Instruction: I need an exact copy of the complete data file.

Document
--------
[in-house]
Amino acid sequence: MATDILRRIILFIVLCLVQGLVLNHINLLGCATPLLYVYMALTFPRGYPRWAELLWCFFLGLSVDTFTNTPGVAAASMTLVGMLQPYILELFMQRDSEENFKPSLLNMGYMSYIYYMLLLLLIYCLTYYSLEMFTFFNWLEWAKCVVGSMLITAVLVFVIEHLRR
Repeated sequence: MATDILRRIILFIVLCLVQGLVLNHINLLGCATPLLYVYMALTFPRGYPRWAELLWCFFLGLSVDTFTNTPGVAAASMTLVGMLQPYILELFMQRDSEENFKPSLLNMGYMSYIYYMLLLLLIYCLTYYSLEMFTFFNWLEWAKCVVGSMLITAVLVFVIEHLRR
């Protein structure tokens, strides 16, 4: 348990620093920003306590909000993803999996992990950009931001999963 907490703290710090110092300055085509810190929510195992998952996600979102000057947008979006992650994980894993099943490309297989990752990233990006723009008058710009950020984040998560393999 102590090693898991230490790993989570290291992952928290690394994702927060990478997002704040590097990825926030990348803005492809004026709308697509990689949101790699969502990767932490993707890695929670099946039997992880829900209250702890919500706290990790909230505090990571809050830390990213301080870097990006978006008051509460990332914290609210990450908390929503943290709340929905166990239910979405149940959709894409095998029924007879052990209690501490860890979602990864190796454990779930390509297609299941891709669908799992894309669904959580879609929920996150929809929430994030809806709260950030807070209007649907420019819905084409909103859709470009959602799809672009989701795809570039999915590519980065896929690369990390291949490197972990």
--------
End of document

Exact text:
[in-house]
Amino acid sequence: MATDILRRIILFIVLCLVQGLVLNHINLLGCATPLLYVYMALTFPRGYPRWAELLWCFFLGLSVDTFTNTPGVAAASMTLVGMLQPYILELFMQRDSEENFKPSLLNMGYMSYIYYMLLLLLIYCLTYYSLEMFTFFNWLEWAKCVVGSMLITAVLVFVIEHLRR
Repeated sequence: MATDILRRIILFIVLCLVQGLVLNHINLLGCATPLLYVYMALTFPRGYPRWAELLWCFFLGLSVDTFTNTPGVAAASMTLVGMLQPYILELFMQRDSEENFKPSLLNMGYMSYIYYMLLLLLIYCLTYYSLEMFTFFNWLEWAKCVVGSMLITAVLVFVIEHLRR
């Protein structure tokens, strides 16, 4: 348990620093920003306590909000993803999996992990950009931001999963 907490703290710090110092300055085509810190929510195992998952996600979102000057947008979006992650994980894993099943490309297989990752990233990006723009008058710009950020984040998560393999 102590090693898991230490790993989570290291992952928290690394994702927060990478997002704040590097990825926030990348803005492809004026709308697509990689949101790699969502990767932490993707890695929670099946039997992880829900209250702890919500706290990790909230505090990571809050830390990213301080870097990006978006008051509460990332914290609210990450908390929503943290709340929905166990239910979405149940959709894409095998029924007879052990209690501490860890979602990864190796454990779930390509297609299941891709669908799992894309669904959580879609929920996150929809929430994030809806709260950030807070209007649907420019819905084409909103859709470009959602799809672009989701795809570039999915590519980065896929690369990390291949490197972990």